For me, for a TC to be considered practical for AF, the combo must function at least close to as well as the lens alone. In other words, apart from the magnification, the IQ and focusing speed should be essentially transparent, with neither taking a significant hit in performance with a high quality, appropriately fast lens.

The AFA gets a pass for the prefocusing requirement with tele lenses since it adds AF speed and the short focusing range is actually a useful limitation (focus limiters are a sought-after feature on a lot of high end dedicated macros and ultra tele lenses). The limited range also allows it to be used with somewhat slower lenses since the prefocusing drill gives the AF system more contrast for the AF system to work with than a lens that's totally out of focus will.

The Tamron 1.4x and Kenko 1.5x, in addition to the Sigma 1.4x (with the limitations to its compatibility due to the protruding front element) are all good TCs, and are certainly useful. I have the Tamron and an earlier Sigma, and always have them in my bag. The P F 1.7x AFA is just uniquely useful to me, and is by far my favorite.

Scott
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Old Aug 9, 2010, 10:14 PM   #15
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Scott sorry to be so late posting but I have been away from the site for a couple of days. I love this series of shots.

In spite of the heat you had a fine day shooting. Nice capture of the hawk.

Your work with the 510mm FL combination on these subjects was outstanding. I assume you were hand holding the camera.

I tried to get a shot the other day of a Hummingbird Moth and it was flitting so fast I could not get a focus on it with my Viv 105.

Nice Job!

Lou
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Old Aug 9, 2010, 10:35 PM   #16
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Scott,

Oh, sorry about that ! Shanghai is experiencing chronic problems with internet signals for the last month or so and often I have to refresh the page (after disconnecting / reconnecting) and repost - guess sometimes the post had already gone through even though it didn't show up here !

I'm amazed - you are a walking encyclopedia ! Fantastic write-up, I've clipped that and stored it with my other clippings for future reference. Thank you very much for taking the time to write that, I've learnt a lot.

The poster on another dedicated Pentax forum (I think you can guess which one) put up quite a few shots from his combos and they did seem sharp, he commented on which ones were hunting excessively and which ones weren't, for most of them if I remember correctly. Not all the shots are still there as the thread is over a year old.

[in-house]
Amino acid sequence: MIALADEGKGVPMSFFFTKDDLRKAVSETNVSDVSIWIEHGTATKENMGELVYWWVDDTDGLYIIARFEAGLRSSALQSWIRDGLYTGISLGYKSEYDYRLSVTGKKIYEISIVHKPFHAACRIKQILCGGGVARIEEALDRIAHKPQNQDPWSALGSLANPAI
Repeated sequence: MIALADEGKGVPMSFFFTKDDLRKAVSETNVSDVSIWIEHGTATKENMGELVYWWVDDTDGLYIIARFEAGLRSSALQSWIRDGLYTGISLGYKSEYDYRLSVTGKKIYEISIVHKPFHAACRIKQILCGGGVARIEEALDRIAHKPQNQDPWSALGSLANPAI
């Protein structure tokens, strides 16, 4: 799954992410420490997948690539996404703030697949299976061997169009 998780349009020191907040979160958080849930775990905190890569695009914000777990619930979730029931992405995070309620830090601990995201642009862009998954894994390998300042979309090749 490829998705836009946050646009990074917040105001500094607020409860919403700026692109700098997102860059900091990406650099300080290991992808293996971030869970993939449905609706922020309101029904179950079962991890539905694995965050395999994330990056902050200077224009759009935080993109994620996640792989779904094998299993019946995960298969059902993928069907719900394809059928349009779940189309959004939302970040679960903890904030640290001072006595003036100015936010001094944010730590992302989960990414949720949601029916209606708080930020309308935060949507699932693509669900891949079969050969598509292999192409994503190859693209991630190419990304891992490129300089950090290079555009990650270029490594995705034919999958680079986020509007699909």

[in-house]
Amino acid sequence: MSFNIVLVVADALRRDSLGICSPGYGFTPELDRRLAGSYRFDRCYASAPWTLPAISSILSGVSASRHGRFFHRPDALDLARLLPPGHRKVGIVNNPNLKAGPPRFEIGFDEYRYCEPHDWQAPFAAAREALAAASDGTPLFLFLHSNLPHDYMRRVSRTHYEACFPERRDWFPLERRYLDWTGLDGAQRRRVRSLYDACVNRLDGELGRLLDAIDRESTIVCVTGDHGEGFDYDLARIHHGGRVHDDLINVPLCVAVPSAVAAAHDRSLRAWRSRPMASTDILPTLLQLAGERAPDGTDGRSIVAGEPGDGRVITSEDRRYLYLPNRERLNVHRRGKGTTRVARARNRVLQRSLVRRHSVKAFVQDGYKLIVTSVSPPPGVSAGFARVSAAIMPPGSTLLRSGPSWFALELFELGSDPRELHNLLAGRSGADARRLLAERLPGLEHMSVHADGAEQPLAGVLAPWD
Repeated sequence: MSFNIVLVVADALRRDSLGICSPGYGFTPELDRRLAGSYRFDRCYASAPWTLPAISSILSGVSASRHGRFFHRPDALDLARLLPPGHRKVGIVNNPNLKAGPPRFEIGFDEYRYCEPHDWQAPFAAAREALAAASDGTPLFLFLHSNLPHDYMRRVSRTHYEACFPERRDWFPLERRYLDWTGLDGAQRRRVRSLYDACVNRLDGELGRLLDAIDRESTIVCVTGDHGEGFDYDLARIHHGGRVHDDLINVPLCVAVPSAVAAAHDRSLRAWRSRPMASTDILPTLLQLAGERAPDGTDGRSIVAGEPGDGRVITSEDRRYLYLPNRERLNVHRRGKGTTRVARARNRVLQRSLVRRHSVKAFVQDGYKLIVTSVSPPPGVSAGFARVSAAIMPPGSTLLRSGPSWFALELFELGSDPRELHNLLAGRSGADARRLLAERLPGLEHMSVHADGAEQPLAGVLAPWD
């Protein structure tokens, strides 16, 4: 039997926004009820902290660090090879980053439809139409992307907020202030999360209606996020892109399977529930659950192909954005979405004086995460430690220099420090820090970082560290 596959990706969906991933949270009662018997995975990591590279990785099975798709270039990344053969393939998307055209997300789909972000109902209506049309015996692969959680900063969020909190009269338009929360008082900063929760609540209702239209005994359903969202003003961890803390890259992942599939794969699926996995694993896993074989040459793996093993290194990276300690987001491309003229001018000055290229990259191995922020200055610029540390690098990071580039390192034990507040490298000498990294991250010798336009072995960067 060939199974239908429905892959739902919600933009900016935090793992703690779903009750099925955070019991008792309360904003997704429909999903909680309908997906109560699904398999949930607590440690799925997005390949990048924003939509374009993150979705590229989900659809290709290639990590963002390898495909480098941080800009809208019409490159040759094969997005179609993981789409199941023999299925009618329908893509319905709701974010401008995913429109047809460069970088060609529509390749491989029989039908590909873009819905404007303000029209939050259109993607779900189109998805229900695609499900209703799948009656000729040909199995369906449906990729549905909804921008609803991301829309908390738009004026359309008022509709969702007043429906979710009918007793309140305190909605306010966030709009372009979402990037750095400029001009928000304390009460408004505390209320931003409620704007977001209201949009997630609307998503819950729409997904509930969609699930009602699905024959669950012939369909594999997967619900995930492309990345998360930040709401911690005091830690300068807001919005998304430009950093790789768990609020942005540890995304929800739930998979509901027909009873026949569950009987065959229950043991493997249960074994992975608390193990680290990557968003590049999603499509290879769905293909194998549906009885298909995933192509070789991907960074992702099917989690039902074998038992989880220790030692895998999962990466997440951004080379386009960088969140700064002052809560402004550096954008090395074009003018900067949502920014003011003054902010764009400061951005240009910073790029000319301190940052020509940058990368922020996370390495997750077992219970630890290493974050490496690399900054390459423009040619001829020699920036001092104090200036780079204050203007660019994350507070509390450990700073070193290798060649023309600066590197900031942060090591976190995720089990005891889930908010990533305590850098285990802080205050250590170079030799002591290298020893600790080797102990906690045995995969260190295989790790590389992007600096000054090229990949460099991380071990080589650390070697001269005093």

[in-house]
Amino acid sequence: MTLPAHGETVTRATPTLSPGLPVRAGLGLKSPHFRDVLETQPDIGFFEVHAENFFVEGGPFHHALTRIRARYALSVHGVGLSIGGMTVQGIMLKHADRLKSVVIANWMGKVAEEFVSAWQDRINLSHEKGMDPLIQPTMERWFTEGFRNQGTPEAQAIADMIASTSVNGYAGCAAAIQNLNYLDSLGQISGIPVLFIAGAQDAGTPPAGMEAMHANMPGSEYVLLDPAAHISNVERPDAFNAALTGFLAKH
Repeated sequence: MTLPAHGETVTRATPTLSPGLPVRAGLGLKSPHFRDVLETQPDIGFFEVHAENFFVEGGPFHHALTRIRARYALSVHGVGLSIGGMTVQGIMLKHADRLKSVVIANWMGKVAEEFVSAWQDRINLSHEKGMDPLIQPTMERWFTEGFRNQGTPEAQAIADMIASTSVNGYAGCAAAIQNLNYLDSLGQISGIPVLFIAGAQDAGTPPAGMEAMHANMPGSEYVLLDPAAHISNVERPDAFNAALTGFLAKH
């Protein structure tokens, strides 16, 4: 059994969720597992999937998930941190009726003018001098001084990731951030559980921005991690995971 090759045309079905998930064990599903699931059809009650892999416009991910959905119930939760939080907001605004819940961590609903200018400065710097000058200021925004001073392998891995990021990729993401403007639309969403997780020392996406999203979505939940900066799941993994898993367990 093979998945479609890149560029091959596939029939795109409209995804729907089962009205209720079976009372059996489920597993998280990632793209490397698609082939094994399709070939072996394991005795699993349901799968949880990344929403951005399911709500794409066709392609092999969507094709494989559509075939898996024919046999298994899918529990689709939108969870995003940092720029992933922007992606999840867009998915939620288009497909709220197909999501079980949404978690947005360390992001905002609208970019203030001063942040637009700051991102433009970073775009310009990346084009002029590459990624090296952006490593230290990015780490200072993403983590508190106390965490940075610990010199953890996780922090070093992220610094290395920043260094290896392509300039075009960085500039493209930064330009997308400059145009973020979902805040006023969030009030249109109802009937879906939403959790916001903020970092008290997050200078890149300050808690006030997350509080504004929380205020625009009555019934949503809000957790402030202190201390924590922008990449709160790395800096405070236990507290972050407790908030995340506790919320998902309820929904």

I think I'm going to switch my attention to the AFA !

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Old Aug 9, 2010, 10:48 PM   #17
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Scott sorry to be so late posting but I have been away from the site for a couple of days. I love this series of shots.

In spite of the heat you had a fine day shooting. Nice capture of the hawk.

Your work with the 510mm FL combination on these subjects was outstanding. I assume you were hand holding the camera.

I tried to get a shot the other day of a Hummingbird Moth and it was flitting so fast I could not get a focus on it with my Viv 105.

Nice Job!
Hi Lou,

Thanks!

No need to apologize, I've been pretty remiss about posting comments for the last couple of months at least. The weather, over abundant foliage from the above average rains, and the decreased maintenance budgets and efforts at the forest preserves and parks in the area plus some actual anti-bird measures at some of my usual haunts have made it hard for me to go out shooting, so photography has taken something of a back seat for me lately. At the hospital pond where I've shot GBH, Egrets, Gulls, Caspian Terns, and Killdeer, they actually strung line at 10 foot intervals across the pond to discourage the birds. I wrote a letter to the hospital administrator, but got no response. I've entertained a covert mission with black face and some wire cutters, but I decided that I can't really afford to be much of an activist at my age. . .

The hummingbird moths are a continuing project for me. I've only seen two close enough that I might have a shot at them, and I'm always on the lookout. You're right about the flitting -- they never seem to stop, and they're very tough to shoot. I only got a few shots of this guy, and this one was the only one that was close to acceptable from either motion blur or misfocus.

All the shots were handheld. I decided to do more of this at the beginning of the season.

Scott
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Old Aug 11, 2010, 6:26 PM   #18
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Another late poster - been gone on the trail a lot this past week. Just had to comment though on the great detail and very accurate color in all of these - really nice job.
If you are looking for a good butterfly field guide, you might want to look into "Butterflies through Binoculars" - not too technical, but usually very helpful.